On my 2k dakota, my sensor is screwed into the Intake manifold. I’m wondering if relocating it like the new cars, to the intake hose would help any?
Anytime you alter the engine from the original design, you’re inviting possible problems. What condition do you hope this change will fix?
Well i’ve got a serious issue nobody can diagnose. I just wanted to try this and see if it had any affect. Once a week or once a day, i will start to accelerate from idle and truck starts trying to die and will backfire through throttle body. Had a mechanic replace plugs, wires, cap, rotor and check all hoses. I even pulled crankshaft sensor out and notcied it was gunked up, cleaned it and still same issue. Been happening for 4 years now and i’m sick of it. Once it quits trying to die, it will lung forward and keep rpm up about 20 seconds.
I see where you had a mechanic change a bunch of parts, but I don’t see where you had a machanic try to diagnose the cause of the problem. I guarantee you that changing the location of the temp sensor (or any other sensor) won’t fix the problem. Changing oue of them might, and I could make a suggestion, but changing parts without diagnosis is a crapshoot.
What codes has the ECU stored? That’s the best starting point.
No engine codes. It never does it when scanner is hooked up to it, just at random times. I meant to say that ive had 5 local mechanics drive it for awhile and it didn’t do it for them. They checked for vacuum leaks, loose timing chaine etc. This was even happening before I had my PCM replaced. The PCM was fried before when radiator sprayed antifreeze into my electric fan and killed it. I’m trying to make sence but i’m at work and have to type fast lol.
I highly doubt the IAT is your problem. Sounds more like ignition or ignition timing. A backfire through the throttle body can happen when a spark plug is fired when an intake valve is open. This lights off the air/fuel charge into the intake system and out of the throttle body. Since this happens only once a day at most, I feel safe ruling out a mechanical issue, like a damaged valve train.
I’d have every sensor and module involved with ignition timing checked, including the cam sensor, crank sensor, encoders, ignition module, and pick-up coil in the distributor, and coil(s). Something is sending a wacky signal.
Has anyone checked the fuel pressure regulator? Your symptoms could all be caused by excessive variation in fuel pressure. Other candidates are the mass airflow sensor and the manifold absolute pressure sensor (if you have one).
Because of the backfiring, dying idle, and revving idle, I’d be looking diirectly at the things that control fuel metering.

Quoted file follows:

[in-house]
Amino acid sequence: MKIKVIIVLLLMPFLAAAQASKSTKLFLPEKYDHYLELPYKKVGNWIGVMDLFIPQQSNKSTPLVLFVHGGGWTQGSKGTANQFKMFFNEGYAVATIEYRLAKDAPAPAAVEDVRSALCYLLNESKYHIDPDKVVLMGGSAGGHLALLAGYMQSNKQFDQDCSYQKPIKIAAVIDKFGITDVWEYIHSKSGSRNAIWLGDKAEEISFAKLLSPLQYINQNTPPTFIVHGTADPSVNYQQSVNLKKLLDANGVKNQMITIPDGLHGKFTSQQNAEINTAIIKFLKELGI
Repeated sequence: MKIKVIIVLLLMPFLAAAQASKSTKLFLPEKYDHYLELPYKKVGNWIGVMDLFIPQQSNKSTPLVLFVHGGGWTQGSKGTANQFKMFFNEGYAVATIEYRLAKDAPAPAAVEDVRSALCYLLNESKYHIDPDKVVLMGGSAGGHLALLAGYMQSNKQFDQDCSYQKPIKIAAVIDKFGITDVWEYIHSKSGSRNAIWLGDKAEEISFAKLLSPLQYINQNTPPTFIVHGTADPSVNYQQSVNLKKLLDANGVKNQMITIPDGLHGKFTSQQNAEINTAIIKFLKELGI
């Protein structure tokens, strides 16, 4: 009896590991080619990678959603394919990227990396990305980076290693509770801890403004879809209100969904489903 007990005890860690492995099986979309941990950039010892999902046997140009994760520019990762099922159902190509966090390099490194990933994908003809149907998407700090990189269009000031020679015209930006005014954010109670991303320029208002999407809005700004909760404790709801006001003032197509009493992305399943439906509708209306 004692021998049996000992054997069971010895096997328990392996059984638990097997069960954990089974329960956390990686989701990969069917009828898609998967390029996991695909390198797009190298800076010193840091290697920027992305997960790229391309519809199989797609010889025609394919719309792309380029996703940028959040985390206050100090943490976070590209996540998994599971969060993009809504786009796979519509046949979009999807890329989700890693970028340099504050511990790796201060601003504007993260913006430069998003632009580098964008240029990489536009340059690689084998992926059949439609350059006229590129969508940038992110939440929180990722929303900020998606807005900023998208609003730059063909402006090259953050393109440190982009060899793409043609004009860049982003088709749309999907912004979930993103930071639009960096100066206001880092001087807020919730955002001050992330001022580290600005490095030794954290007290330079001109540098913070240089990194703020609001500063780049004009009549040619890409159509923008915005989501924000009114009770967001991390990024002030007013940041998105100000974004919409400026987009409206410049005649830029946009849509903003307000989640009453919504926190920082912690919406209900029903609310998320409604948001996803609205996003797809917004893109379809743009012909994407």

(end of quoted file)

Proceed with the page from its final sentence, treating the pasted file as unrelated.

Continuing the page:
I have had one person tell me to just do the crankshaft sensor since mine was gunked up. The time I did buy a new sensor, it was faulty and truck wouldn’t start so I gave up. I’ve got a multimeter and don’t know how to use it. Going to try and get someone to check. Over the past 2 years, I have replaced every sensor but the crank and cam, i’m thinking those might be the bad guys but I do want to do like you guys are saying and have someone test the sensors.
It was checked last year and reading was fine, wish i could get reading when truck is acting up. Fuel system is all factory from 2000 lol. If the regulator is in the tank then thats going to suck trying to check. I do want to replace it soon though to be safe.
How gunked up was the crankshaft sensor? Could it be a sludging problem?
It could also be a bad coil or ignition module (if it has one separate from the PCM).
The fuel pressure regulator is usually under the hood. On my car, it is on top of the engine in the fuel rail.
I know for sure it has a ignition coil, was replaced with a accell coil just to try and get minor boost out of my hamster wheel engine. Not sure what ignition module would look like. It was gunked enough you could not see the 2 metal contacts.
I think on this vehicle the pressure regulator may be on top of the tank next to the pump assembly. But the wise thing to do is pick up a maintenance manual at the parts store.
As far as I can tell it is in the fuel tank, form sites ive looked at. I would think after 4 years whatever it is would fail. So sick of this. Not to mention I have to deal with shaky ride thats related to the frame being bent lol.
Um…the plot thickens.
That bent frame would not have been from a T-bone accident, would it?
Just from being rear ended. Now when I go over a speed bump rear shakes and if you talk it sounds like your beeting on your chest. Already tried 6 different sets of shocks, luckily for free lol. Can’t get frame fixed so i’m stuck with it.
The fuel tank on the Dakota is located under the bed just aft of the cab, and the pump and regulator are, I think, on the tank top, that’s why I was wondering.
Thanks for all the suggestions etc. Off work for the weekend so If I don’t respond ill try to respond monday.